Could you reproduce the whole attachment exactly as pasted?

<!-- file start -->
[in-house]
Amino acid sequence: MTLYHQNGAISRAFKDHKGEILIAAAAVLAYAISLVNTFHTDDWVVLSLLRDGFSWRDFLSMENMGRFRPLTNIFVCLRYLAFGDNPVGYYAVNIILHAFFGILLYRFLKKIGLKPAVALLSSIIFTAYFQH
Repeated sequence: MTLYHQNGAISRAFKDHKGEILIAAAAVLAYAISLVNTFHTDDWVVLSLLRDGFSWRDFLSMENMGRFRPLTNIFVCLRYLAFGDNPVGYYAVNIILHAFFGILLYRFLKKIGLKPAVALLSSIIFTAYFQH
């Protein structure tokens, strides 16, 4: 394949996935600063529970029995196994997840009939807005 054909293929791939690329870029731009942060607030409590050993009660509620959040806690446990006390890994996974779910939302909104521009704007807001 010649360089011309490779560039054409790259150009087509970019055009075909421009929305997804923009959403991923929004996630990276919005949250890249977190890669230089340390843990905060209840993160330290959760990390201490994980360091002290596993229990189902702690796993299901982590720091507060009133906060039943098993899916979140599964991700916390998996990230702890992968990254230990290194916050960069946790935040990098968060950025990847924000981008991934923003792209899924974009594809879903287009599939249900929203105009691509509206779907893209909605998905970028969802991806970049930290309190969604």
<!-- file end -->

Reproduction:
[in-house]
Amino acid sequence: MTLYHQNGAISRAFKDHKGEILIAAAAVLAYAISLVNTFHTDDWVVLSLLRDGFSWRDFLSMENMGRFRPLTNIFVCLRYLAFGDNPVGYYAVNIILHAFFGILLYRFLKKIGLKPAVALLSSIIFTAYFQH
Repeated sequence: MTLYHQNGAISRAFKDHKGEILIAAAAVLAYAISLVNTFHTDDWVVLSLLRDGFSWRDFLSMENMGRFRPLTNIFVCLRYLAFGDNPVGYYAVNIILHAFFGILLYRFLKKIGLKPAVALLSSIIFTAYFQH
């Protein structure tokens, strides 16, 4: 394949996935600063529970029995196994997840009939807005 054909293929791939690329870029731009942060607030409590050993009660509620959040806690446990006390890994996974779910939302909104521009704007807001 010649360089011309490779560039054409790259150009087509970019055009075909421009929305997804923009959403991923929004996630990276919005949250890249977190890669230089340390843990905060209840993160330290959760990390201490994980360091002290596993229990189902702690796993299901982590720091507060009133906060039943098993899916979140599964991700916390998996990230702890992968990254230990290194916050960069946790935040990098968060950025990847924000981008991934923003792209899924974009594809879903287009599939249900929203105009691509509206779907893209909605998905970028969802991806970049930290309190969604």